Tuesday, 24 November 2015

Diversity and Density

Before arriving in Portland I had very high expectations of their public transportation system, as it is well known for it’s comprehensive planning system. Evidently so, it was immediately clear Portland has a link between land use and transportation to help manage growth and maintain liveability throughout the city. As observed during my time here, the development around the TriMet MAX light rail contains a mixture of residential, retail and other commercial uses that has created dense and diverse neighbourhoods. As a result, this has created walkable and compact transit –oriented development. For example, the new orange line implemented that extends out to Milwaukie, has encouraged new stores to open around the light rail station and thus the land value has risen within this area.

From personal experience of using the MAX lines to travel around Portland city, I can conclude that they are fast and easy to use, which makes the downtown area highly walkable. The diversity in terms of zoning and transit access has a positive impact on the walkability aspect of their city design. Additionally, the small 60m blocks as well as the skinny streets with only 2 lanes, reflect the well-planned density of the downtown area that creates a safe walk.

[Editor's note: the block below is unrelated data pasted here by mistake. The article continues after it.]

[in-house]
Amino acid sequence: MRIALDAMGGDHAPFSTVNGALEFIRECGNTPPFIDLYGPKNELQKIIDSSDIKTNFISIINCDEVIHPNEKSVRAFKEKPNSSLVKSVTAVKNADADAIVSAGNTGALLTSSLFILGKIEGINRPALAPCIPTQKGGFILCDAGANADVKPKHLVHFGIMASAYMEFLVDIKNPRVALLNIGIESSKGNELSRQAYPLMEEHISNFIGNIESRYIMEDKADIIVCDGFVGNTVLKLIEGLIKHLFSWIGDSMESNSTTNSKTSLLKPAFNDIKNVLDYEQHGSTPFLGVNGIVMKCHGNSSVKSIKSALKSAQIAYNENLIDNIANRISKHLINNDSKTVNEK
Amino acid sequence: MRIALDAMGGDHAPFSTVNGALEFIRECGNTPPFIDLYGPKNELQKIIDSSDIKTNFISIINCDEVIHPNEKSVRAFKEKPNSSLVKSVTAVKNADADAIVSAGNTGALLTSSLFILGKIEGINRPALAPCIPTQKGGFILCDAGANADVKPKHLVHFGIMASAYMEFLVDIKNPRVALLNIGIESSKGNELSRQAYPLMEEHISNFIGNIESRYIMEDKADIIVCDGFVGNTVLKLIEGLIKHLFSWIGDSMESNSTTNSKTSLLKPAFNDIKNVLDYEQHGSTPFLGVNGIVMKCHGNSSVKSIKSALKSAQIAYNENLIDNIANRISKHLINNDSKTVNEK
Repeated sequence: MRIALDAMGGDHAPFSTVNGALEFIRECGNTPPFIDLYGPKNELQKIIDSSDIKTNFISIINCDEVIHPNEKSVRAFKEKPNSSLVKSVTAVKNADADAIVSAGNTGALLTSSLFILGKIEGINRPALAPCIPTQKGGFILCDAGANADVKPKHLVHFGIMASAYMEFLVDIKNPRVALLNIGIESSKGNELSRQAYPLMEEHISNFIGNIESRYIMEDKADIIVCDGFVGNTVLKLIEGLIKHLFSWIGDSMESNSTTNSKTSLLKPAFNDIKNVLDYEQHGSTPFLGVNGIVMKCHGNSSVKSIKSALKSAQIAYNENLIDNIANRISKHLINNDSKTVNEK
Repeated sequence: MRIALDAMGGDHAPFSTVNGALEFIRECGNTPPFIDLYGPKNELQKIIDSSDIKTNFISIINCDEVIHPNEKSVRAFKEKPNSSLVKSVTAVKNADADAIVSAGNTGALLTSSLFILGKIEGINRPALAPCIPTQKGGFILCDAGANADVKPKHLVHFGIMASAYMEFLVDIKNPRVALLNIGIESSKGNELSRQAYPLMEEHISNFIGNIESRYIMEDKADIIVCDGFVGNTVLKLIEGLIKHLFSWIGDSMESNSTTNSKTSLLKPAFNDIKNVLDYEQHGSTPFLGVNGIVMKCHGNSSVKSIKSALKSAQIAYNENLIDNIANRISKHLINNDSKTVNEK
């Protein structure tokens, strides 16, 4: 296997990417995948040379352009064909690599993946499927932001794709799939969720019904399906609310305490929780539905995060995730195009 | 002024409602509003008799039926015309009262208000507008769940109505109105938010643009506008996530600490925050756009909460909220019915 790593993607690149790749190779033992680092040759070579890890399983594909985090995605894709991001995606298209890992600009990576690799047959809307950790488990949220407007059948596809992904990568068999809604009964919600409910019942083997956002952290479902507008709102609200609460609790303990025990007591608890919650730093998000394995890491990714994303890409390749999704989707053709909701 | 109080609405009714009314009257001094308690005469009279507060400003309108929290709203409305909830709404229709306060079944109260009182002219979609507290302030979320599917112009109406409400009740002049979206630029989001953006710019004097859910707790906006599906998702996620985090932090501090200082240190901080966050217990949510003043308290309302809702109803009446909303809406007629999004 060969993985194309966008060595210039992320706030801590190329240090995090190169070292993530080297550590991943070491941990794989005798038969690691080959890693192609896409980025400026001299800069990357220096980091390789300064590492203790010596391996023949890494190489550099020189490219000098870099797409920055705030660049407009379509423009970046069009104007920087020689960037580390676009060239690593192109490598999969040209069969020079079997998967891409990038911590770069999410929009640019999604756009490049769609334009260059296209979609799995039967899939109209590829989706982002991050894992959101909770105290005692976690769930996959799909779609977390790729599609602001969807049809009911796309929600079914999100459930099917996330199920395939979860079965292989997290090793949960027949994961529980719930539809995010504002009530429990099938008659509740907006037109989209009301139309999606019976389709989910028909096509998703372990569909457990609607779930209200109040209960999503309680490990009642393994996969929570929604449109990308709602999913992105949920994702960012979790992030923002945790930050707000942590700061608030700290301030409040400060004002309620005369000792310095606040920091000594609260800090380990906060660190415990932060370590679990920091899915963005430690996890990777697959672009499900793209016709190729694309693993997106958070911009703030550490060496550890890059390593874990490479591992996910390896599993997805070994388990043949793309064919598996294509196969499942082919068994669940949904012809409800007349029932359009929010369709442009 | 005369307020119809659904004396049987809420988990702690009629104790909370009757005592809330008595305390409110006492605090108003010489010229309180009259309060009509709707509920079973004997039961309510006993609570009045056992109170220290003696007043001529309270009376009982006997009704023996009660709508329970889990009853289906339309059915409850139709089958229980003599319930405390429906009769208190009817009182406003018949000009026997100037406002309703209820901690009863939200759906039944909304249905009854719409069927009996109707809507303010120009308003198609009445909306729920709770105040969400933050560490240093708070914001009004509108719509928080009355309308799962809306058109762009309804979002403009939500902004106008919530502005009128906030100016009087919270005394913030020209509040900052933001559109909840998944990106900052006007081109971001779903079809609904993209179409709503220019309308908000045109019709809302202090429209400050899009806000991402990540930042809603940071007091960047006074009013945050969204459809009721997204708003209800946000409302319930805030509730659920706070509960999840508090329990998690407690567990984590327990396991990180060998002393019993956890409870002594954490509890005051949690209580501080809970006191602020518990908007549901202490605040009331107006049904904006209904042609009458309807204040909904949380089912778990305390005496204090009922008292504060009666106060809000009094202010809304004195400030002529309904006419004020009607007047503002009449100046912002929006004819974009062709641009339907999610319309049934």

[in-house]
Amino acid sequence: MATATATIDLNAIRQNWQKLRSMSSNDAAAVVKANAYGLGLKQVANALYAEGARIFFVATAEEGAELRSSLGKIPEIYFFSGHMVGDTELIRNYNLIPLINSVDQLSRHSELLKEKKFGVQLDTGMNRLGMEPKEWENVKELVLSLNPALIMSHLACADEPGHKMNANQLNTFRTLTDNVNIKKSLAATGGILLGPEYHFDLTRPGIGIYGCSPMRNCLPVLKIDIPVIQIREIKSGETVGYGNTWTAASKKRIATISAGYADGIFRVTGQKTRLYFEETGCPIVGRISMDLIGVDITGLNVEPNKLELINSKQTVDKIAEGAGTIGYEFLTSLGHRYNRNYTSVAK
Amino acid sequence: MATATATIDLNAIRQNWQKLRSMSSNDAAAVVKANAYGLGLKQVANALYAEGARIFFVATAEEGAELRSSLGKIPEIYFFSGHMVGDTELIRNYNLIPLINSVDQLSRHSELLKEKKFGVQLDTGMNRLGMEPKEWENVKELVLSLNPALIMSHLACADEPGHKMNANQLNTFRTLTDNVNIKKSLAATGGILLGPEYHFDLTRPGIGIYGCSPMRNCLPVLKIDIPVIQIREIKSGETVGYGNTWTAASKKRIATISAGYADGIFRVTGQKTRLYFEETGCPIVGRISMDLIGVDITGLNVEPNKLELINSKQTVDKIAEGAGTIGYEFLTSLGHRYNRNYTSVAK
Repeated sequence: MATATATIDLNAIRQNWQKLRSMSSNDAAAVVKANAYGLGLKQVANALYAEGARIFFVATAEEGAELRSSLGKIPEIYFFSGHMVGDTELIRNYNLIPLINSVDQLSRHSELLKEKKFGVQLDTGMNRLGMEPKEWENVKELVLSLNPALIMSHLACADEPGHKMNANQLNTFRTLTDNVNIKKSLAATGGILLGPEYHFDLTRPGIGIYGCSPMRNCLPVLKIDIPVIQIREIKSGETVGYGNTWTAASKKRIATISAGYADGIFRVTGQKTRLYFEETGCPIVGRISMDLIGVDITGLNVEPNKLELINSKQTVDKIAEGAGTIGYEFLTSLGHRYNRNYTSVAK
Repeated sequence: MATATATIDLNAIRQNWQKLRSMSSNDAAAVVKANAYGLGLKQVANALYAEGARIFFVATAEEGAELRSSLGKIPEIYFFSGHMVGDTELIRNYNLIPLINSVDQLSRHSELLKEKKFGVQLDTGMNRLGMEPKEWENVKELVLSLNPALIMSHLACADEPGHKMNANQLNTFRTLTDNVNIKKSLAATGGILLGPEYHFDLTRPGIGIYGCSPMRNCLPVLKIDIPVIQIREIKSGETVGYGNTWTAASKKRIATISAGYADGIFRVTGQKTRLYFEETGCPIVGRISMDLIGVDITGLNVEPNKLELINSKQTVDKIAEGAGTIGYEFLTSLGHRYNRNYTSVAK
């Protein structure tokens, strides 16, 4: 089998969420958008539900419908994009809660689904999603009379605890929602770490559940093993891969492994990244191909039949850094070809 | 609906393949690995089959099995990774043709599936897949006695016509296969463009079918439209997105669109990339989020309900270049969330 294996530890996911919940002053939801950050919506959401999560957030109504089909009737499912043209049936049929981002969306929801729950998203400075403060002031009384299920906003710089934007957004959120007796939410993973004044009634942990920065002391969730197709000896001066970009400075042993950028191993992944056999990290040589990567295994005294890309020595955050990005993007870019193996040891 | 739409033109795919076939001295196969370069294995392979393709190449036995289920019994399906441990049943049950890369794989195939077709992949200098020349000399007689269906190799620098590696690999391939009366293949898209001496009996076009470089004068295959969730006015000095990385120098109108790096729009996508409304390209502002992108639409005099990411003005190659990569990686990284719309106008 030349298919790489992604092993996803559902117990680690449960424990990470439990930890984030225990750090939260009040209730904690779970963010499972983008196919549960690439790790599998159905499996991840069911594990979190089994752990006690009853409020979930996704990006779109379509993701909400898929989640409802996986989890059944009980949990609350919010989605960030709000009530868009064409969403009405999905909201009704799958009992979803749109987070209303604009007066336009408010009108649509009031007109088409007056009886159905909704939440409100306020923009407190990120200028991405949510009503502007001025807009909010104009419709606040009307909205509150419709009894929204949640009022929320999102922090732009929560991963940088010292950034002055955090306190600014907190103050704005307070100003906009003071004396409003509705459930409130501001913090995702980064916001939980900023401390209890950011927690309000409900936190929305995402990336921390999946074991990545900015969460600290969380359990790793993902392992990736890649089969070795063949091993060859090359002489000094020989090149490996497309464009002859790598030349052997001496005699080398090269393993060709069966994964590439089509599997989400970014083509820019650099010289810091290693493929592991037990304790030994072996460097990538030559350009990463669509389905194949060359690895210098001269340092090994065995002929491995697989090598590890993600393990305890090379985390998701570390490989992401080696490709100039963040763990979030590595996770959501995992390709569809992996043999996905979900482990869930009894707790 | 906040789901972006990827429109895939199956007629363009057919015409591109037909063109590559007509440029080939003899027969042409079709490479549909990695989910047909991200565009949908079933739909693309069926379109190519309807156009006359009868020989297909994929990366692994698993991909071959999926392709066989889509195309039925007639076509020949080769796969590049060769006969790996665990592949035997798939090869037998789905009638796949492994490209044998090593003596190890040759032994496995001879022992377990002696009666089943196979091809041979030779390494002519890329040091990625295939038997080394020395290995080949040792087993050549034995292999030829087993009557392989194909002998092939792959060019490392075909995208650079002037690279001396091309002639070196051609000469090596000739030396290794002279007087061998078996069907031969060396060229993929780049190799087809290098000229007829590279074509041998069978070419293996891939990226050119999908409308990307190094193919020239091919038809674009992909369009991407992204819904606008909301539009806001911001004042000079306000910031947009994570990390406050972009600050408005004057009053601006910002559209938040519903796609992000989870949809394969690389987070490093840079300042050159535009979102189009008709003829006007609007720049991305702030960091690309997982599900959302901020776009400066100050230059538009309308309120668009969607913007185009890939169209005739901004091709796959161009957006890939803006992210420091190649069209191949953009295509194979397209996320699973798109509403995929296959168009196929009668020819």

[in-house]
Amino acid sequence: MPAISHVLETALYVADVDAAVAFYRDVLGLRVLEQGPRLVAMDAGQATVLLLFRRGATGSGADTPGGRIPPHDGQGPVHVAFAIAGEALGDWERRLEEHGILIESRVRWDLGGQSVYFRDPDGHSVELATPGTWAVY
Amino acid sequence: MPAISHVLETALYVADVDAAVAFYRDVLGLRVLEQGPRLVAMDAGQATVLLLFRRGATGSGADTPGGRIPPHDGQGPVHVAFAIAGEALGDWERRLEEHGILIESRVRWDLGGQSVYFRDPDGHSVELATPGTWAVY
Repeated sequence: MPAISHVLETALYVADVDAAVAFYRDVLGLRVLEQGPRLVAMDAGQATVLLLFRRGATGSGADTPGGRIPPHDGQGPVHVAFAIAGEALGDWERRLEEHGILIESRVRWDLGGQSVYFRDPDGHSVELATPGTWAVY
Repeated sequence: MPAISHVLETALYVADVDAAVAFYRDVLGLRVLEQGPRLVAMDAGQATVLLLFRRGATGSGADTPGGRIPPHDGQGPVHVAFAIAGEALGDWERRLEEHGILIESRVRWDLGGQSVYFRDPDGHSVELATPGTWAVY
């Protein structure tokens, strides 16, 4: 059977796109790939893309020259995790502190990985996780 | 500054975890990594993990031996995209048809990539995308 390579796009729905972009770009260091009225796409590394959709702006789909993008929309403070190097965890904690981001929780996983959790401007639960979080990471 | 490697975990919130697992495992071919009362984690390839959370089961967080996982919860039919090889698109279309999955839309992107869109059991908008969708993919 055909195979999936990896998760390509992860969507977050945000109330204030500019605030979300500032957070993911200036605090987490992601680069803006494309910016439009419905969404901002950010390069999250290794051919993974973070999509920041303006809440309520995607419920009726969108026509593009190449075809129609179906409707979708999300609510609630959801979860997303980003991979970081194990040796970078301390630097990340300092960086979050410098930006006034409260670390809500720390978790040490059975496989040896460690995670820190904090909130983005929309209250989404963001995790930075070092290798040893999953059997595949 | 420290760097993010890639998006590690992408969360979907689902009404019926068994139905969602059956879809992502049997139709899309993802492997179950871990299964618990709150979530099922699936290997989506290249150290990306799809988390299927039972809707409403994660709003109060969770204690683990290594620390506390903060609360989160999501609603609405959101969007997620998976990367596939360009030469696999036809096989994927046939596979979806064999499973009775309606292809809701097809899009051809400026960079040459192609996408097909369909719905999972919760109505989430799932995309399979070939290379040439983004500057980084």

Additionally, I wasn’t expecting to have much of a culture shock when coming to Portland, however it was quite shocking to see the large amount of poverty and homeless people all over the city. I understand this is an issue within most modern day cities, although in Portland I observed that nearly every street I walked through there was at least one homeless person and in many areas there were groups that designated as their own sheltered area. It made it clear to me that there is serious lack of focus on policies towards helping the homeless. In one way it’s positive that there is so much focus on Public Transport and other important planning principles, however it seems there are some social problems that are being left behind which does not represent inclusive planning.  


In relation to this problem area, it was encouraging to hear the Mayor Charlie Hales speaking about the ways the city is attempting to combat homelessness. Whereby, taking the large issue at hand and dissecting it into smaller workable areas, such as starting off with housing for veterans and future plans for a women’s shelter. This is a reflection of how involved his job role is, playing a much more active part in community affairs compared to the Mayor's role in Australian cities.  


Felicity Sokolic